The beachfront was not crowded with sunbathing tourists, and the airport was little more than one, small antiquated terminal. Brought over to set up Dubai Duty Free at the request of HH Sheikh Mohammed bin Rashid Al Maktoum, 40-year-old Irishman McLoughlin was one of just a handful of expats brave enough to make the move to the Gulf state at that time.
“Dubai has changed tremendously,” he says. “[When we started] the population was about 200,000 people, it’s now close to 2m. There was no stock exchange, there was no financial centre, there were about four or five hotels, and there was no Burj Al Arab, Royal Mirage, or Jumeirah Beach Hotel. The airport was one building and the Abu Dhabi road was a two lane highway. In Europe, people didn’t really know where Dubai was.”
Other expats new to the region that decade were Maurice Flanagan, Riad Kamal and Sunny Varkey. Flanagan, who came to Dubai in 1985 as the CEO of Emirates Airline, was later awarded a CBE for his services to communities in the UAE and to aviation. Palestinian Kamal moved to the region in 1974, before launching the UAE’ biggest construction firm, Arabtec. Varkey, who came to the UAE from India in 1985, created an education empire, GEMs, which very quickly made him into a millionaire.
But this was just the beginning for the UAE. Some 30 years later, these expats are among hundreds of foreign names known for their outstanding contributions to what is now the most prosperous economy in the Middle East, and one of the key emerging markets globally. Rick Pudner, CEO of Emirates NBD, Gerard Lawless, top man at the Jumeirah Group, and Deepak Khetrapal, leader of the age-old retailer Jumbo Electronics, are but a few more.
“Expats have played an essential role in the success of this country – there is no denying it,” says Abdulkhaleq Abdulla, professor of political science at the UAE University. “Without the expats and locals together, I don’t think we would ever have got to this point. Everybody appreciates it, and everybody recognises it.”
As it stands, some 80 percent of the UAE population is expatriate, with Emiratis making up just 20 percent. During the boom years, expats accounted for 90-95 percent of job-seekers, with only 5-10 percent of applications coming from UAE locals, according to property recruitment firm Macdonald and Company. Economists say the influx of foreigners was essential in light of the UAE’s ambitious growth plans but small Emirati population.
“The UAE has got a tiny population but a massive economy,” says Jim Krane, expert on Dubai, and author of City of Gold: Dubai and the Dream of Capitalism. “The employment of expats goes back more than 100 years, and is a key [reason] for the success that the country has had.”
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He adds that its decision to welcome foreigners, in a way which surrounding states did not, gave the UAE the upper hand in the race to become the Gulf region’s most advanced economy. “The UAE is different to the rest of the Gulf,” he says. “Its willingness to allow expats to work without any restrictions was a huge advantage. Other than the government, the entire private sector today is dominated by expats.”
Looking specifically at the contributions made by foreigners, one nationality certainly stands out above the rest. Indians, who account for more than half of the entire UAE population, have not only played a huge a role in constructing some of the most architecturally significant projects ever to be created, but have also been fundamental in business.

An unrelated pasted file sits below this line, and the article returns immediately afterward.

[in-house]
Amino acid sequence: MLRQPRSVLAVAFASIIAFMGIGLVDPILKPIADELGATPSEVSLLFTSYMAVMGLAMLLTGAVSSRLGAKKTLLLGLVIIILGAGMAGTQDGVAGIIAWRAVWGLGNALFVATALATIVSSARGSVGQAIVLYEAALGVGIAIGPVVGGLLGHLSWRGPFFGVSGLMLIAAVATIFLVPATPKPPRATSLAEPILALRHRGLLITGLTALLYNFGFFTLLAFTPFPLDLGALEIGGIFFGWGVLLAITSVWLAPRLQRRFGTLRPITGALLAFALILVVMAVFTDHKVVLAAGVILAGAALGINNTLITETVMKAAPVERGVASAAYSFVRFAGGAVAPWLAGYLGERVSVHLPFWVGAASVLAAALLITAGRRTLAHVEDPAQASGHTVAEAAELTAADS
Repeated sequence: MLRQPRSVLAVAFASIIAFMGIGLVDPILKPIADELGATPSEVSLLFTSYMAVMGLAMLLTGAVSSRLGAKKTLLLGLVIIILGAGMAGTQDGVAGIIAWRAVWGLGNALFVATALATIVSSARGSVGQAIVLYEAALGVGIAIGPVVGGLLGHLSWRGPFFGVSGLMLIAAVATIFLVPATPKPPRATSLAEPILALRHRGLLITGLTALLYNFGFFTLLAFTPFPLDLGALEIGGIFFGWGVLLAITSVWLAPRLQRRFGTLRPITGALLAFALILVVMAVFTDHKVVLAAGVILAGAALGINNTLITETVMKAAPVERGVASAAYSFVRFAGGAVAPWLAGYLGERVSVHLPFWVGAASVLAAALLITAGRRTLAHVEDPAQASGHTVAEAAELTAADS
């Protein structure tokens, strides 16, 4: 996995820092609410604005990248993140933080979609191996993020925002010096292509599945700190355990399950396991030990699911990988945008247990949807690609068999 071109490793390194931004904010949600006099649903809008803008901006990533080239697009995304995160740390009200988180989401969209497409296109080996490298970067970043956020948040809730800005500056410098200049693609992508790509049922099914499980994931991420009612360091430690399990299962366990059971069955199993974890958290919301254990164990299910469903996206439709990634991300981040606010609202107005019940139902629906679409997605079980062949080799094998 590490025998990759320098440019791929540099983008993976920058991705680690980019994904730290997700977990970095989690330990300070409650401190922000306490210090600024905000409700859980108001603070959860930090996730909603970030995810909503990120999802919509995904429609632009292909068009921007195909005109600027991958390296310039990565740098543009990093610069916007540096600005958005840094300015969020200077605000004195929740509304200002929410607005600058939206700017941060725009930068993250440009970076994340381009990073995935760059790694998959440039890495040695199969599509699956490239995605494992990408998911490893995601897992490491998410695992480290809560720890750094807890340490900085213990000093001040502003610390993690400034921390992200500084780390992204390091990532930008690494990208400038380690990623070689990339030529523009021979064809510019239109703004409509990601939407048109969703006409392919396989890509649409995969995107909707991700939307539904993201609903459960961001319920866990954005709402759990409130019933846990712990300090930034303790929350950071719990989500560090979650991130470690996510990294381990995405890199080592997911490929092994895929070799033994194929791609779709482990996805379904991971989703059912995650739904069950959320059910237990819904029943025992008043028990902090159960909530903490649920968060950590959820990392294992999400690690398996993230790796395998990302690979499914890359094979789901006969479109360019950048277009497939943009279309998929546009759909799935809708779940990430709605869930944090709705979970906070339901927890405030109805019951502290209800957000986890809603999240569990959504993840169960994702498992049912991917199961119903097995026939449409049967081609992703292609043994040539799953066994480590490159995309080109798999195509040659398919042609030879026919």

“Indians have made a very valuable contribution to industries in the UAE, not just one or two but many sectors, such as business, manufacturing, labour and construction,” says the Indian ambassador to the UAE, MK Lokesh. “India and the UAE have been very close for a long time, but the number of Indians increased after the discovery of petroleum because [the UAE] needed the manpower.”
Sparking the interests of tourists the world over, the retail sector in the emirate of Dubai has been ranked among the best in the world. Dubbed the Gulf’s shopping hub, Dubai alone is home to about 40 shopping malls, Standard Chartered estimates, having added more than one million square meters of retail space since 2006. Today, the sector accounts for around 30 percent of gross domestic product in Dubai, and analysts agree that the UAE’s expatriate community has been instrumental in its development and upkeep.
“Expats are vital to the retail sector,” says David Macadam, a retail analyst for the MENA region at Jones Lang LaSalle. “Certainly Filipinos play a huge role in the manpower element. You can see this when you look at the number of Filipinos who are shop people. Second to that would be other Arabs, and after that it would be a lot of Indian people who have brought huge brands [to the UAE].”
Among the big Indian brand names are Lulu [the Emke Group], the Apparel Group, Jashanmal and the Landmark Group, he says. Others, such as HyperPanda are also run by expats, but in this case, GCC nationals.
The CEO of Landmark Group Vipen Sethi, says his firm alone has provided 10,000 jobs in the emirates. Landmark occupies a vast amount of retail space and introduced the region to a range of international and home-grown brands. He says the hospitality of the UAE was crucial in allowing his company to expand.
“We came here in 1990 because it was a gateway to the rest of the Middle East,” he says. “The UAE has given everyone and their businesses the opportunity to grow. Expansion opportunities have been great, [in terms of] the number of malls that have come up, and the UAE has given us a fantastic platform to go into other countries.”
Going forward, both retail professionals believe that expats will continue to be crucial, and rumour has it that a new group of foreigners, namely Chinese, could be particularly valuable in the future given the growing number of Chinese tourists to the country. Dubai Duty Free, which is the biggest airport retail operation in the world, has already begun hiring Chinese counter staff.
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“We have 42 different nationalities at present, the biggest single group is Filipino,” said CEO McLoughlin. “[But] Chinese business is becoming very important, there is a lot of Chinese travelling, and Chinese purchases are increasing all the time. We will have 200 people coming from China in January, [and] we already have in excess of 100 Chinese staff.”